Dunno, just tossing it out there.

    I had one or two this spring that feathered out more slowly than the rest (they were also smaller) but they got there eventually and seemed perfectly fine, just on a different schedule.

    GOod luck,

    Pat
     
  3. Stormy

    Stormy Out Of The Brooder

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    Pat,

    Thank you for the quick response. At the risk of sounding like a total idiot, I have no clue how to check a crop and see if it is full. I looked at my "chicken anatomy" picture I had printed from this forum, and I see no "crop" listed.

    Explain please where and how I check this crop.

    Thank you
     
  4. Cetawin

    Cetawin Chicken Beader

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    Hi...the little one should be with the others unless she is being wounded. She can get to the food after the others if she wants so make sure there is more than enough food in there for them.

    The crop is just below the neck sort of...lol I know that does not help much, but if you are looking at chickie facing you, there will be a bulge on the left side. It will look like a bump on her breast when full. If you can handle surgical pictures, check out this post on crop surgery and you can see where the crop is located.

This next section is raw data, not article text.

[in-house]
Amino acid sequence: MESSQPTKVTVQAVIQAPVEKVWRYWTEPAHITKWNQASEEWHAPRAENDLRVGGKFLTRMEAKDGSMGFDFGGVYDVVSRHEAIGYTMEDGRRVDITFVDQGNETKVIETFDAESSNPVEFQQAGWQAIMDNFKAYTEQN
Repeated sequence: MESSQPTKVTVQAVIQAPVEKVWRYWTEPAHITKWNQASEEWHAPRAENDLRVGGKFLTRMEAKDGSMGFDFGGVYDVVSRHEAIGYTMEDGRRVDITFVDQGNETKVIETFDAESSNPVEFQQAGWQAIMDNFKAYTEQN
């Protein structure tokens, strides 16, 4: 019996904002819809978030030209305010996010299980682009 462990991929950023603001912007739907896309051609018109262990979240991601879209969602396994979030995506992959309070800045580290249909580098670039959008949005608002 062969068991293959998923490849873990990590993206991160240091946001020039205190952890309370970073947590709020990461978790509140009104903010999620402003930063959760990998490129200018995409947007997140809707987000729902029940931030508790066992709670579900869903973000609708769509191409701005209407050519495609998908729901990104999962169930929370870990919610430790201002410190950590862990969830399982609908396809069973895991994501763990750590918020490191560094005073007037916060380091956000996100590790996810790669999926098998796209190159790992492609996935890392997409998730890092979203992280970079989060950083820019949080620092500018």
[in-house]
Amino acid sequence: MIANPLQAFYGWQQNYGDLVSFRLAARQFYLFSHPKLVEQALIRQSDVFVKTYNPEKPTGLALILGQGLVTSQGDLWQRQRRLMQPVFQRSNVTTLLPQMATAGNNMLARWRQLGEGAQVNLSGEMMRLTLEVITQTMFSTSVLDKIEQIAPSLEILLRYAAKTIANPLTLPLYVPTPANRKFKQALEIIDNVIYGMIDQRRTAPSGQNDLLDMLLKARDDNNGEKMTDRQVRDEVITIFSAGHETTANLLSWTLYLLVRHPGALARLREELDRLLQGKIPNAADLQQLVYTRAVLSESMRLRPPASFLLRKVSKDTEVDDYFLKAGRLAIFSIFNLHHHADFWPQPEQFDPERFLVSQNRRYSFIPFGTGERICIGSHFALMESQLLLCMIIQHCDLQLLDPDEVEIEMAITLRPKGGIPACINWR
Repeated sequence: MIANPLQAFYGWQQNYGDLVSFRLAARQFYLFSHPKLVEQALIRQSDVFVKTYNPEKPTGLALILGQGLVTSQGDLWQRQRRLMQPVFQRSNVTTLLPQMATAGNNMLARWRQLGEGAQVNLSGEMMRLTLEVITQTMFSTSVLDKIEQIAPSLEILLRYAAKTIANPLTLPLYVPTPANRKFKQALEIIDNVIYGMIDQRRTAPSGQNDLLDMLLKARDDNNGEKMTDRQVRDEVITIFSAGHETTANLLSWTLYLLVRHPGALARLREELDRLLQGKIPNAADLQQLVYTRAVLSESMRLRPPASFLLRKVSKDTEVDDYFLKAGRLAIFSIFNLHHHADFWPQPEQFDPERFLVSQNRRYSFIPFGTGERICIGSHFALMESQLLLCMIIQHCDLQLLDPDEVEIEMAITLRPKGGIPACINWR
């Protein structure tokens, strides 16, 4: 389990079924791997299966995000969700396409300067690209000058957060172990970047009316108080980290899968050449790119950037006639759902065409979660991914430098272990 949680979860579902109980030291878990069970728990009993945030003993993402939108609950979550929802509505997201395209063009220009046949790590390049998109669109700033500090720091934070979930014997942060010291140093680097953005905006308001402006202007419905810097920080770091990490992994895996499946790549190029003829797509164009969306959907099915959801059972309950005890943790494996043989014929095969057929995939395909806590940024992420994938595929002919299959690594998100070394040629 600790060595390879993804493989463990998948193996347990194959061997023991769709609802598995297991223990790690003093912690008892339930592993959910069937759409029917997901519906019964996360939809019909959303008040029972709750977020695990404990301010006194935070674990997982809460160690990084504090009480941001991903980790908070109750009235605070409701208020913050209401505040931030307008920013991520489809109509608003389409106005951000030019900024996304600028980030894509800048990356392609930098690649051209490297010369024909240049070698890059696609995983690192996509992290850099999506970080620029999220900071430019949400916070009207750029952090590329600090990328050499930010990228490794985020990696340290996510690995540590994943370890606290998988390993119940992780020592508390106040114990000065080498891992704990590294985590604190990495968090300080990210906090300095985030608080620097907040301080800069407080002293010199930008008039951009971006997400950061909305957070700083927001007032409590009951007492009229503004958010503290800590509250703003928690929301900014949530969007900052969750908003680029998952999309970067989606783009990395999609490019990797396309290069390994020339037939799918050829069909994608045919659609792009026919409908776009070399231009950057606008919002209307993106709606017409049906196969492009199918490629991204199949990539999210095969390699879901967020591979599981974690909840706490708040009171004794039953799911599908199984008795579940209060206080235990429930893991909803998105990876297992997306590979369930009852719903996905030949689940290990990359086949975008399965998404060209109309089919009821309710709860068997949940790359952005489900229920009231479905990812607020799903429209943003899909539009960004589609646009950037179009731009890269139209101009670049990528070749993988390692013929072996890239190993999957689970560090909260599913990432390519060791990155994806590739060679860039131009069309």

https://www.backyardchickens.com/forum/viewtopic.php?id=21291
     
  5. gritsar

    gritsar Cows, Chooks & Impys - OH MY!

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    I agree with Pat. Barring an open wound, I don't think removing them from the flock is a good idea and it's likely to cause bigger problems in the long run. I had Lil' Bit in the house one night for a few hours when she seemed to be doing especially poorly, but that's the longest I would have one away from the others.